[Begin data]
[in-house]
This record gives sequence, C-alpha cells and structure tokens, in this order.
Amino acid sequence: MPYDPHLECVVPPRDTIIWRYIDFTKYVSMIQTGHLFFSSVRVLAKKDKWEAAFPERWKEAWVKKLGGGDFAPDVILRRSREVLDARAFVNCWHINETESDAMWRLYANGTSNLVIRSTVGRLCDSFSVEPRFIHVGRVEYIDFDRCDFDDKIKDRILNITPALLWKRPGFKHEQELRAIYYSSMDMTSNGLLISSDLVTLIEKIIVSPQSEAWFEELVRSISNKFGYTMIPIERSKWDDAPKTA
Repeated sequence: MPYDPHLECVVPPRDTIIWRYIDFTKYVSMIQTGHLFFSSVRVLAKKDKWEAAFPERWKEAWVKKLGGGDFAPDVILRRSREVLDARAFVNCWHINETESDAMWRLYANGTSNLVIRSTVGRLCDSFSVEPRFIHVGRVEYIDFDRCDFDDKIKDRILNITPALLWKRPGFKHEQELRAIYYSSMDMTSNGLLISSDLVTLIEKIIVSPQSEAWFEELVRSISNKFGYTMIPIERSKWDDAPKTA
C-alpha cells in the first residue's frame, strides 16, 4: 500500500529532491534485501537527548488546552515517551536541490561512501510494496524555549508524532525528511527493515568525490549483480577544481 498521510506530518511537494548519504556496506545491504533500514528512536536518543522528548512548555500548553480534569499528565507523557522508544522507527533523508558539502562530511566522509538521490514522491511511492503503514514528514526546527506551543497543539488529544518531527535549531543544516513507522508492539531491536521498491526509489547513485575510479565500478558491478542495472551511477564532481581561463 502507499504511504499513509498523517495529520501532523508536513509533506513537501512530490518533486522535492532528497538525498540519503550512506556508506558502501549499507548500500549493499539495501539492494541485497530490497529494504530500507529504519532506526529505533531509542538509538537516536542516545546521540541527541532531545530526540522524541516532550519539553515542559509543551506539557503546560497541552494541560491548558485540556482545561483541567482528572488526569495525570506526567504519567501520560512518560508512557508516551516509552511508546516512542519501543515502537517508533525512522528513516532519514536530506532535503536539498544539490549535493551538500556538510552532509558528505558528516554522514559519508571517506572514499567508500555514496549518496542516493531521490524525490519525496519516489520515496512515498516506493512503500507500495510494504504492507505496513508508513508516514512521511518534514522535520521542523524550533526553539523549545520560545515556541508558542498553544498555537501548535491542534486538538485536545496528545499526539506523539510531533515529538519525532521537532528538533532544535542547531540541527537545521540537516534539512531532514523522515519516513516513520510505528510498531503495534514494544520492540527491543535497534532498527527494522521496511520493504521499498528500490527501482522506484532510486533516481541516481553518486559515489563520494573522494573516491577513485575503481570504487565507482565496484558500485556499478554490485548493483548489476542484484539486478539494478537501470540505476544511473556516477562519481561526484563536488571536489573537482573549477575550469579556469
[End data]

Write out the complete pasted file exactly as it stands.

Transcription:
[in-house]
This record gives sequence, C-alpha cells and structure tokens, in this order.
Amino acid sequence: MPYDPHLECVVPPRDTIIWRYIDFTKYVSMIQTGHLFFSSVRVLAKKDKWEAAFPERWKEAWVKKLGGGDFAPDVILRRSREVLDARAFVNCWHINETESDAMWRLYANGTSNLVIRSTVGRLCDSFSVEPRFIHVGRVEYIDFDRCDFDDKIKDRILNITPALLWKRPGFKHEQELRAIYYSSMDMTSNGLLISSDLVTLIEKIIVSPQSEAWFEELVRSISNKFGYTMIPIERSKWDDAPKTA
Repeated sequence: MPYDPHLECVVPPRDTIIWRYIDFTKYVSMIQTGHLFFSSVRVLAKKDKWEAAFPERWKEAWVKKLGGGDFAPDVILRRSREVLDARAFVNCWHINETESDAMWRLYANGTSNLVIRSTVGRLCDSFSVEPRFIHVGRVEYIDFDRCDFDDKIKDRILNITPALLWKRPGFKHEQELRAIYYSSMDMTSNGLLISSDLVTLIEKIIVSPQSEAWFEELVRSISNKFGYTMIPIERSKWDDAPKTA
C-alpha cells in the first residue's frame, strides 16, 4: 500500500529532491534485501537527548488546552515517551536541490561512501510494496524555549508524532525528511527493515568525490549483480577544481 498521510506530518511537494548519504556496506545491504533500514528512536536518543522528548512548555500548553480534569499528565507523557522508544522507527533523508558539502562530511566522509538521490514522491511511492503503514514528514526546527506551543497543539488529544518531527535549531543544516513507522508492539531491536521498491526509489547513485575510479565500478558491478542495472551511477564532481581561463 502507499504511504499513509498523517495529520501532523508536513509533506513537501512530490518533486522535492532528497538525498540519503550512506556508506558502501549499507548500500549493499539495501539492494541485497530490497529494504530500507529504519532506526529505533531509542538509538537516536542516545546521540541527541532531545530526540522524541516532550519539553515542559509543551506539557503546560497541552494541560491548558485540556482545561483541567482528572488526569495525570506526567504519567501520560512518560508512557508516551516509552511508546516512542519501543515502537517508533525512522528513516532519514536530506532535503536539498544539490549535493551538500556538510552532509558528505558528516554522514559519508571517506572514499567508500555514496549518496542516493531521490524525490519525496519516489520515496512515498516506493512503500507500495510494504504492507505496513508508513508516514512521511518534514522535520521542523524550533526553539523549545520560545515556541508558542498553544498555537501548535491542534486538538485536545496528545499526539506523539510531533515529538519525532521537532528538533532544535542547531540541527537545521540537516534539512531532514523522515519516513516513520510505528510498531503495534514494544520492540527491543535497534532498527527494522521496511520493504521499498528500490527501482522506484532510486533516481541516481553518486559515489563520494573522494573516491577513485575503481570504487565507482565496484558500485556499478554490485548493483548489476542484484539486478539494478537501470540505476544511473556516477562519481561526484563536488571536489573537482573549477575550469579556469